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REVIEW ARTICLE
Year : 2019  |  Volume : 5  |  Issue : 3  |  Page : 156-164

Fifty years of cardiac surgery: Innovation, evolution, and revolution in cardiovascular therapies


1 Department of General Surgery, Swedish Medical Center, Englewood, CO, USA
2 Department of Surgery, Summa Akron City Hospital, Akron, Ohio, USA
3 Department of Cardiothoracic and Vascular Surgery, The Medical Center of Aurora, Aurora, CO; Department of Surgery, Northeast Ohio Medical University, Rootstown, Ohio, USA

Correspondence Address:
Dr. Michael S Firstenberg
Department of Cardiothoracic and Vascular Surgery, The Medical Center of Aurora, 1444 S. Potomac Street, Suite 390 Aurora, CO 80012; Northeast Ohio Medical University, Rootstown, Ohio
USA
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Source of Support: None, Conflict of Interest: None


DOI: 10.4103/IJAM.IJAM_49_18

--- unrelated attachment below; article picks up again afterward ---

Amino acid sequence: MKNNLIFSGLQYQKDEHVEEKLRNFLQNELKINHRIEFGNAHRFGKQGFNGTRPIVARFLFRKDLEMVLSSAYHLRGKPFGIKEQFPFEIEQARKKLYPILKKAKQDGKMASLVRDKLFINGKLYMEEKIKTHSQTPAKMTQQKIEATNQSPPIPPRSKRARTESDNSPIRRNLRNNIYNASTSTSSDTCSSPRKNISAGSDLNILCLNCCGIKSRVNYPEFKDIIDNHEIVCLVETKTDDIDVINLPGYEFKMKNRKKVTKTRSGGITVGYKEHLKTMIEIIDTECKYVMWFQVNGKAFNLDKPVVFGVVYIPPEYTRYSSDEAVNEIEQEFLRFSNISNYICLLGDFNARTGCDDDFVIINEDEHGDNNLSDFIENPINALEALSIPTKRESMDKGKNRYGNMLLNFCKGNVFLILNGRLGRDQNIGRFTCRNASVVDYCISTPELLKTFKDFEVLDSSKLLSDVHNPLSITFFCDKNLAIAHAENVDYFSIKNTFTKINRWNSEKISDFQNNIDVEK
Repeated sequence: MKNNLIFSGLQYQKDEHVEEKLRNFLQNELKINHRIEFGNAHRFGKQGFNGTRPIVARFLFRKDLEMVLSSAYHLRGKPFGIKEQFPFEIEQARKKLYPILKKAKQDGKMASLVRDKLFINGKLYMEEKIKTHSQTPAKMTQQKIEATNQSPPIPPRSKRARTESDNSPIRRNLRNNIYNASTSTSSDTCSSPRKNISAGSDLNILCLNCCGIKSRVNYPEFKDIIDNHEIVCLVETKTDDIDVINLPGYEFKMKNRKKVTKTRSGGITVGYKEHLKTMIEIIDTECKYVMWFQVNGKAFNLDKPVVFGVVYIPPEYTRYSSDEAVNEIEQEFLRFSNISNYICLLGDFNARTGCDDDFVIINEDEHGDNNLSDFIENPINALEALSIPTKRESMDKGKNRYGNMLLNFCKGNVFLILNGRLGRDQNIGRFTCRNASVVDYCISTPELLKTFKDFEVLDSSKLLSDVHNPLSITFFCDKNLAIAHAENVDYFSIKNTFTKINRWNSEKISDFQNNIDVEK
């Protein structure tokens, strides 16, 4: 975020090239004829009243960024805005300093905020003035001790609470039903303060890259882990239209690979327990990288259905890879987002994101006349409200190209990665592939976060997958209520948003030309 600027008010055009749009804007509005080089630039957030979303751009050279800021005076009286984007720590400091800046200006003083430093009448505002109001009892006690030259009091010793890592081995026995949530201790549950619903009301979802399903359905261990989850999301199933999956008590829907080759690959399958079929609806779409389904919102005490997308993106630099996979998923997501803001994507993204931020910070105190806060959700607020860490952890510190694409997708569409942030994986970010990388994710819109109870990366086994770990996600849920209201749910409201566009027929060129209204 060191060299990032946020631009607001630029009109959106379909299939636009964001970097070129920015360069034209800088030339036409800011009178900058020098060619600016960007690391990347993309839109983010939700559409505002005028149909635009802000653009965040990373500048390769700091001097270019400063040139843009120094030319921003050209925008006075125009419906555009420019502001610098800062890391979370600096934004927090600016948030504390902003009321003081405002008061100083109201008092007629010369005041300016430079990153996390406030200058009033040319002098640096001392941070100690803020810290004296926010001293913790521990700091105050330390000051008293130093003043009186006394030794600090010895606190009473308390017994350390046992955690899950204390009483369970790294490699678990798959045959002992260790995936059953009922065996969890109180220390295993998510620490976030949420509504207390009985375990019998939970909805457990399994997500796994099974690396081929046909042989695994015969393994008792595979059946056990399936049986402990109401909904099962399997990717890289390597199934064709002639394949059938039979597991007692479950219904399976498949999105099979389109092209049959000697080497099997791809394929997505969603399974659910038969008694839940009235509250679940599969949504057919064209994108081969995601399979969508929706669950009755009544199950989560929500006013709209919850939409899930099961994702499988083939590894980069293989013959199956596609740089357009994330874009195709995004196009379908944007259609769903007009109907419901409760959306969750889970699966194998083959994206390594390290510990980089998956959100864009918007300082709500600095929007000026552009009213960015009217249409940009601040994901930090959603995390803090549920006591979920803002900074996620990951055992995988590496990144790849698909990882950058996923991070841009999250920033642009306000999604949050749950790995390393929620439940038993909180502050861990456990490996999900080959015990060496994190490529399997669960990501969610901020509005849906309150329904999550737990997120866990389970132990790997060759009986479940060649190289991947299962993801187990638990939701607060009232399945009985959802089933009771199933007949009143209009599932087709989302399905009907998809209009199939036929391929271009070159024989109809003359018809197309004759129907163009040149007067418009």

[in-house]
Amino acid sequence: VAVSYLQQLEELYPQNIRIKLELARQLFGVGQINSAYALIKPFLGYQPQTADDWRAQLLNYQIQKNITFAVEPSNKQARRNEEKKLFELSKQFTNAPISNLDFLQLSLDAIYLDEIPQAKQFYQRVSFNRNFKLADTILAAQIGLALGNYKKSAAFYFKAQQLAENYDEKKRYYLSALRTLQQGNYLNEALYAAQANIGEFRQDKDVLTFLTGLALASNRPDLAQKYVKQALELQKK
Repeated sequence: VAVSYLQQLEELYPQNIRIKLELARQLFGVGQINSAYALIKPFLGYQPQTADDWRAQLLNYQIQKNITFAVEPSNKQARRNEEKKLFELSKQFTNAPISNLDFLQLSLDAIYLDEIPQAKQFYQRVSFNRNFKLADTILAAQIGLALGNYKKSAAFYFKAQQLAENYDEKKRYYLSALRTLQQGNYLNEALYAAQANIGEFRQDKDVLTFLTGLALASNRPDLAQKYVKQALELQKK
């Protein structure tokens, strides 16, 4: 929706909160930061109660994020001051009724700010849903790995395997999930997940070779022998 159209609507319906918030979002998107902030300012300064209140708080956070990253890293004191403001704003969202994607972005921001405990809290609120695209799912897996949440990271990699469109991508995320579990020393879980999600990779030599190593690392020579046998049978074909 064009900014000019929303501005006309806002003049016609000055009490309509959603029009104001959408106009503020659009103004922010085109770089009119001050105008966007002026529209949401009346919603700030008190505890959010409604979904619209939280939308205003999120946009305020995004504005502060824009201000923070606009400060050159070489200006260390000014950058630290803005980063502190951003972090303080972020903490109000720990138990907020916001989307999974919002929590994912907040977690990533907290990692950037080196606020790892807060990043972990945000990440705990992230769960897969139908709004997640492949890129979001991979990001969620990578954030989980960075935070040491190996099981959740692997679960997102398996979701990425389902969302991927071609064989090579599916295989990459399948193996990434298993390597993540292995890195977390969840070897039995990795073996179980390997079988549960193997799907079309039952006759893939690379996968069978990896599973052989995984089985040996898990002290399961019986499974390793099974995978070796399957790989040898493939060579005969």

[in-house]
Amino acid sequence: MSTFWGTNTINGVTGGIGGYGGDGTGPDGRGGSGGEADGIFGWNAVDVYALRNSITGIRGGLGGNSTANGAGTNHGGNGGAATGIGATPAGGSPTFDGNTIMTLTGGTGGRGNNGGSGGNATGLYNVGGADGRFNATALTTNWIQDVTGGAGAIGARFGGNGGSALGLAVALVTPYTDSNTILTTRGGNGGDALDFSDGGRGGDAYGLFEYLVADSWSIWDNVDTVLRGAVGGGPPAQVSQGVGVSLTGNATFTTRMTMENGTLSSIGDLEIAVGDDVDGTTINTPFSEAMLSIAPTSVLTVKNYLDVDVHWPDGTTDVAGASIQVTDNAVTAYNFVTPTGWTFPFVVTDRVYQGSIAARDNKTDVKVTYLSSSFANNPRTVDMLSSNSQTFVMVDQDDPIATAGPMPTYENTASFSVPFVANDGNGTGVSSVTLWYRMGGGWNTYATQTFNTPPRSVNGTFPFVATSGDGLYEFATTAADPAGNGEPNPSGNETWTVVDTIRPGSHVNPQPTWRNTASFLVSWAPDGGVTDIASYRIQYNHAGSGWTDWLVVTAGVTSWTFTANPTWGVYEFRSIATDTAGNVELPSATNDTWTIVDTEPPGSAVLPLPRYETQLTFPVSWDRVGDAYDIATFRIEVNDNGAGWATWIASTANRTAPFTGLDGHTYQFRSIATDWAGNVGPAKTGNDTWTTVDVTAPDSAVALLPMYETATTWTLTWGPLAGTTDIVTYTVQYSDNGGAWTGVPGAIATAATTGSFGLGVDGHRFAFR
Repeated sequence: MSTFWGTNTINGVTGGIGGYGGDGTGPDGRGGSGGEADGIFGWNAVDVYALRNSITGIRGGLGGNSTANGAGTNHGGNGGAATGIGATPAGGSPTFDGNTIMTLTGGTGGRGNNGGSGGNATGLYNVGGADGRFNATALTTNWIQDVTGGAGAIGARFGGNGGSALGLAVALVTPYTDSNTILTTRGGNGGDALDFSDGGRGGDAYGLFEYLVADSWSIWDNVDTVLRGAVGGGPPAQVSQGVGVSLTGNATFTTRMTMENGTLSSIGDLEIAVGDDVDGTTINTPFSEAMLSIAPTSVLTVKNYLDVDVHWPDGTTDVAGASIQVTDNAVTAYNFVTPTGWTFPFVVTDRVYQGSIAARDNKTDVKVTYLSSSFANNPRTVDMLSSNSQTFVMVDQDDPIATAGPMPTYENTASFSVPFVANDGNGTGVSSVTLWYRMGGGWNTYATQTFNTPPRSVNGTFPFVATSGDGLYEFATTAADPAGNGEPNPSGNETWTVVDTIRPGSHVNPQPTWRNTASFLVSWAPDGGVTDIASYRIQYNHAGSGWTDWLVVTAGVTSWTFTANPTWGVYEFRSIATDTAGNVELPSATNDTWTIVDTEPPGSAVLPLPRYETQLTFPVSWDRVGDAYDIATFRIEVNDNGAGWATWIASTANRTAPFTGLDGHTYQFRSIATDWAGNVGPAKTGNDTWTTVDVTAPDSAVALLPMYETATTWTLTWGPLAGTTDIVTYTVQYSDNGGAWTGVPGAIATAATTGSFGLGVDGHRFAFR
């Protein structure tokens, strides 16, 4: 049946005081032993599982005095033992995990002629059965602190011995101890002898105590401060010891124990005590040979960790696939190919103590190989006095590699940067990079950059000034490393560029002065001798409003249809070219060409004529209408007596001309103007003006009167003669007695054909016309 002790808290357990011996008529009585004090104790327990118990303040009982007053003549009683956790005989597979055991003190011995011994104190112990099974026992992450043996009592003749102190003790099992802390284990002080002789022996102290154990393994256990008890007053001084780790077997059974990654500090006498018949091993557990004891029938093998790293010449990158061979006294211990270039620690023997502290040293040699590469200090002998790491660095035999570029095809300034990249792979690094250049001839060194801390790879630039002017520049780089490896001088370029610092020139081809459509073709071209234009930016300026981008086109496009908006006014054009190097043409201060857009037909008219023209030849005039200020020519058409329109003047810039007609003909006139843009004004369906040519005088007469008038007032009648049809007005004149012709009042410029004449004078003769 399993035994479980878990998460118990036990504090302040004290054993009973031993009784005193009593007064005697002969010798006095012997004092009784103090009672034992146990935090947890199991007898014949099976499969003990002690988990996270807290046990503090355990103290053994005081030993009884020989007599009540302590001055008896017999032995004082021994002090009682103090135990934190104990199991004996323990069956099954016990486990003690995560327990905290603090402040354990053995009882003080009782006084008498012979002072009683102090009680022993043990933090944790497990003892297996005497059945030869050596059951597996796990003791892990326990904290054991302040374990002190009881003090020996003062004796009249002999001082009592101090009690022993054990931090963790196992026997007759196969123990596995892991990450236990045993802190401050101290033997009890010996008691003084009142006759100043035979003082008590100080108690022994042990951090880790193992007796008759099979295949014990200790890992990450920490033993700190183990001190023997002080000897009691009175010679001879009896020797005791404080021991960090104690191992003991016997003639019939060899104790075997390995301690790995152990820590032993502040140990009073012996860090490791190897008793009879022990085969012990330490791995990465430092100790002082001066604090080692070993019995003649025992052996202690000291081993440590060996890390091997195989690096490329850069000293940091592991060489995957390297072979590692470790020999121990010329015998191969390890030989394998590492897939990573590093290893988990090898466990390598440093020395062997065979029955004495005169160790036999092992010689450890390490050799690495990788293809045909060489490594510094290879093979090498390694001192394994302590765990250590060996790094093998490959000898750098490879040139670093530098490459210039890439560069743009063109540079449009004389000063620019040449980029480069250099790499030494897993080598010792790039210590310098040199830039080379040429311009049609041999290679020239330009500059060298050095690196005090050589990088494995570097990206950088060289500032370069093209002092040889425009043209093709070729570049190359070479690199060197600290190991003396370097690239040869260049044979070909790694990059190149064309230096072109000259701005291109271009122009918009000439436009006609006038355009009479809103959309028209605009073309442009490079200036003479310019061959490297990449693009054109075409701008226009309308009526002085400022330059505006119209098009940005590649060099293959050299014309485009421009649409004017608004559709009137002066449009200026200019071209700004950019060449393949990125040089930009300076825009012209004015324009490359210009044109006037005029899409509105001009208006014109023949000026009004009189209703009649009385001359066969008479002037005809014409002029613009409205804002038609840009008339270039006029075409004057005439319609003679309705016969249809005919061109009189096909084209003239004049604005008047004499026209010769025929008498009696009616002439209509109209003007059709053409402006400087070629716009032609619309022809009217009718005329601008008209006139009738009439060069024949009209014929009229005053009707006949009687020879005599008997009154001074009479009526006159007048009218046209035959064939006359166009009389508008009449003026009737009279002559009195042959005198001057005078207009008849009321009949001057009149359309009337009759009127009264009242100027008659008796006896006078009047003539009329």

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The evolution of cardiac surgery reflects some of the greatest accomplishments in the history of medicine. Early work, staring with closed procedures on stenotic valves and repairs of traumatic injuries, while considered initially high risk, and challenges were associated with very high morbidity and mortality rates. Despite early concerns that surgery on the heart would never evolve beyond the most basic of procedures, devoted clinicians and researchers, motivated by the inability to help those suffering from what was generally considered untreatable or inherently fatal problems, persisted against much skepticism, failures, and lack of reliable and appropriate technology. However, over the years, with tremendous dedication to advancing the field, therapies for coronary artery disease, structural valve disease, arrhythmias, and heart failure evolved. While many consider “cardiac surgery” a separate field from “cardiology,” as our review of the history will demonstrate, much of the pioneering work done in the operating room – either with or without the use of the heart–lung machine (cardiopulmonary bypass) – set the foundation for further technological developments. The natural progression of such “operative surgical” therapies is to evolve into miniature, minimally invasive, or percutaneous catheter-based intervention. While there are clearly volumes written, and often fictionalized, on many of these topics, a basic understandable of the rich history of cardiac surgery should be of interest to all – especially since it serves as the basis for so much what is currently offered to patients to help extend both the quantity and quality of their lives. The following core competencies are addressed in this article: Patient care, Medical knowledge, Practice-based learning and improvement.


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